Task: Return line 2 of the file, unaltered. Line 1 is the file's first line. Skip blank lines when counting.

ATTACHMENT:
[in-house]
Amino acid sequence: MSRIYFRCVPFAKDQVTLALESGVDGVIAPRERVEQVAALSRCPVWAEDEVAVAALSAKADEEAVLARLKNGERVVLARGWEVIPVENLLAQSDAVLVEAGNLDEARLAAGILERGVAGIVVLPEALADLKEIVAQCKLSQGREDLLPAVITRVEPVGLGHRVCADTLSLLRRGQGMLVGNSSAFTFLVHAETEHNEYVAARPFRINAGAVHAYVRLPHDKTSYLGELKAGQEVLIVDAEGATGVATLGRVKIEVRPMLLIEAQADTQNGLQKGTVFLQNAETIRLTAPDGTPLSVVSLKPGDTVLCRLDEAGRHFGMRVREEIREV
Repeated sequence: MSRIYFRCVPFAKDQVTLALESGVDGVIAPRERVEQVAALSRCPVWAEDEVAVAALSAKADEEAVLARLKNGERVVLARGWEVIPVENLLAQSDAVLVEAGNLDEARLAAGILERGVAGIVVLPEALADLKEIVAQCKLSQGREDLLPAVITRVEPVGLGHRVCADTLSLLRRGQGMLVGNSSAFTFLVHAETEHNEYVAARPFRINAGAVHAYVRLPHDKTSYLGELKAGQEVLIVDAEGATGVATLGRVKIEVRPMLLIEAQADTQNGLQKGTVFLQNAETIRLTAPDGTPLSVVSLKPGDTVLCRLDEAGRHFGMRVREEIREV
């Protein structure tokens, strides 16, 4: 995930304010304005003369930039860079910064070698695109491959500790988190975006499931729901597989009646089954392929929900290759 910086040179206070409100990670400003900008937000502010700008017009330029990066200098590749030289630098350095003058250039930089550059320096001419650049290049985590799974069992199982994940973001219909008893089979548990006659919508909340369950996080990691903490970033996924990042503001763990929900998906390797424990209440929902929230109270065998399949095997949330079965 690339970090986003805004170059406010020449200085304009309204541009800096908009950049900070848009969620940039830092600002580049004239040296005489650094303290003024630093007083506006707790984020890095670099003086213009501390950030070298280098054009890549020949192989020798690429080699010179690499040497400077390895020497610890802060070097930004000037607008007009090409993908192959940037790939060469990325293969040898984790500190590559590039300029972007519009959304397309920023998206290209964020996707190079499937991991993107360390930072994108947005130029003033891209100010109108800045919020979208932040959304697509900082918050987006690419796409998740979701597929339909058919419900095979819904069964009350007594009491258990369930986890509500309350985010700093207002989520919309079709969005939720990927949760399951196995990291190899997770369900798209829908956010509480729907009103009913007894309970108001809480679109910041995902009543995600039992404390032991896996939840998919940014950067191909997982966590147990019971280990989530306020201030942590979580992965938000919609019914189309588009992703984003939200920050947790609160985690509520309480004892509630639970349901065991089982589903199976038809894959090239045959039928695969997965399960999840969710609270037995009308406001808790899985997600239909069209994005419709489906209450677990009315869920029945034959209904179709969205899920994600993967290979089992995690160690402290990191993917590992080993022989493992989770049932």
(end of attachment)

Amino acid sequence: MSRIYFRCVPFAKDQVTLALESGVDGVIAPRERVEQVAALSRCPVWAEDEVAVAALSAKADEEAVLARLKNGERVVLARGWEVIPVENLLAQSDAVLVEAGNLDEARLAAGILERGVAGIVVLPEALADLKEIVAQCKLSQGREDLLPAVITRVEPVGLGHRVCADTLSLLRRGQGMLVGNSSAFTFLVHAETEHNEYVAARPFRINAGAVHAYVRLPHDKTSYLGELKAGQEVLIVDAEGATGVATLGRVKIEVRPMLLIEAQADTQNGLQKGTVFLQNAETIRLTAPDGTPLSVVSLKPGDTVLCRLDEAGRHFGMRVREEIREV